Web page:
The most painful aspect of “Napoleon” is the ridiculous portrayal of the man himself. Joaquin Phoenix plays Bonaparte like a 19th-century Joker, complete with the same ineptitude toward women and bipolar behavior. To Scott, Napoleon was a sleepy autistic incel who was dominated by his wife. When he wasn’t a submissive mouse, he was engaged in fits of impotent rage.
None of this is remotely related to the contemporary descriptions of the French Emperor. On the first contention, Napoleon was famous for his ability to work well on almost no sleep. This is mentioned in nearly every contemporaneous account; to depict him as the opposite is a dereliction of duty. Napoleon’s personality was in some ways hot-headed and thin-skinned, but he was far more measured, domineering, and strategic than the film allows.
The depiction of his cuckoldry was similarly false. Not only was he not cowed by Josephine, but he was also quite sexist and thought very little of women. Josephine did have an affair, but so did Napoleon. In fact, he fathered multiple illegitimate children and slept with women in nearly every country he conquered. His description as a tantrum-throwing toddler verges on the absurd. In a few scenes, it crosses into outright farce. Two lines stand out for their silliness: In a dinner scene, Napoleon yells, “This lamb chop is my destiny!” while another standout has him screaming about the British, saying, “You think you’re so great because you have boats!” The theater I saw it in audibly chuckled. Not the effect you want from a serious historical drama.
The effect of his relationship with Josephine on Napoleon’s decisions is hyperbolized. Napoleon is depicted as leaving Egypt in order to return to his unfaithful wife to reprimand her. Actually, he left because the expedition into the Levant was a debacle, with thousands of troops succumbing to disease and the obliteration of the French fleet at Aboukir Bay. Leaving before complete failure was an opportunity to save his reputation and be in Paris for a coup d’état.
Even more clownishly, the 100 Days — the period when Napoleon returned from exile in Elba — is shown as being motivated by desire for Josephine. This couldn’t be further from the truth. Napoleon was bored out of his wits in Elba, and it was close enough to the mainland to make a last pass at returning to power. And that he did — successfully — until he was defeated at Waterloo by the combined forces of European monarchy. Suffice it to say, as important as Josephine was, Napoleon’s “destiny” easily eclipsed her.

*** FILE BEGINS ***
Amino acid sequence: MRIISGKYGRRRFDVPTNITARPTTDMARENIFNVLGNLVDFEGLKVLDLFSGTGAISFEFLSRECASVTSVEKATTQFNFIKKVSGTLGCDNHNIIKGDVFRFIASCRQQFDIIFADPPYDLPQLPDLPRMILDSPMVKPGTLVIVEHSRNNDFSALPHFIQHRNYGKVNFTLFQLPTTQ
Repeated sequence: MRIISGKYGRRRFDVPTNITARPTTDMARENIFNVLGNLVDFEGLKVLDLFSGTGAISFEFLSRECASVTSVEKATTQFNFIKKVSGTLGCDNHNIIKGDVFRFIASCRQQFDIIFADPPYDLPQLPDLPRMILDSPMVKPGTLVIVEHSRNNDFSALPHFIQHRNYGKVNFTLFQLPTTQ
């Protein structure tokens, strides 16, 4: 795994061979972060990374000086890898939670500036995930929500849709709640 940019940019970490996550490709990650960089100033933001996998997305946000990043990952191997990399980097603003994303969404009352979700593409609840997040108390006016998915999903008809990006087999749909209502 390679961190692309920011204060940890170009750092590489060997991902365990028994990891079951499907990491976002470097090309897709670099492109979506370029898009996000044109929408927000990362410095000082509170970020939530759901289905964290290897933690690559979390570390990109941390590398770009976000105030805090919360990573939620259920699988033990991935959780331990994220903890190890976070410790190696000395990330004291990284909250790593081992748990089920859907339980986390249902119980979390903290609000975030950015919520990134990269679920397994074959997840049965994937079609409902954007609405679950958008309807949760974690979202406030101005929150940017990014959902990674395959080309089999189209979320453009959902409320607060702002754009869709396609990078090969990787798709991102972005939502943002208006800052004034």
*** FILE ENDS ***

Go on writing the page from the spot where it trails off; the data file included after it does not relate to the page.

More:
The most stimulating aspect of this otherwise confused film is its underlying conservatism. This is not a saving grace, but it is a silver lining. “Napoleon” shows a strong preference for order over chaos, especially in its loathing of mob violence; the famous “whiff of grapeshot” is one of the best scenes in the film.
There is an undercurrent of chivalry, where gallantry and courage in the face of death are honorable. This doesn’t just apply to the title character, but also to the men who do the fighting.
The elevation of the national over the personal, most aptly seen in Napoleon and Josephine’s divorce, is another conservative theme. The difficult choice of whether to suborn oneself to the national interest — in this case, producing a viable male heir — is handled deftly. Scott’s vision is not one of radical self-love but of national duty. There are moments in which “Napoleon” is pro-religious, especially as inmates are released from revolutionary prisons and saved from the guillotine.
The treatment of the French Revolution as a whole could be cribbed directly from Edmund Burke, the tempest’s earliest and fiercest foreign critic. The film depicts it as the genuine horror that it was, with political foes executed on a whim by an increasingly paranoid government. The tyranny of Robespierre is rightly portrayed as destructive, totalitarian, and evil. Plus, it was truly magical to watch the architect of Terror blow his jaw off in a failed suicide. In the progressive world of Hollywood, treating the Jacobins as terrorists is about as conservative as it gets. Whether purposeful or not, “Napoleon” has a decidedly conservative bent.
Still, it is sadly not enough to redeem what could have been a glorious film about an epochal man’s rise and fall. Ridley Scott tries to tell an interesting story about Napoleon but falls flat in both respects. The story is bland and spastic, with seemingly random jumps between unrelated scenes that confuse more than clarify. The movie treats its central figure with scorn, making it an uncomfortable experience for the average viewer and a positively infuriating one for the historically inclined. The battles are enjoyable but are not worth the price of admission. You’d be far better off waiting for it to come to streaming or skipping it altogether.
The Great Man deserved more than this falsification of his fascinating life. The audience does, too.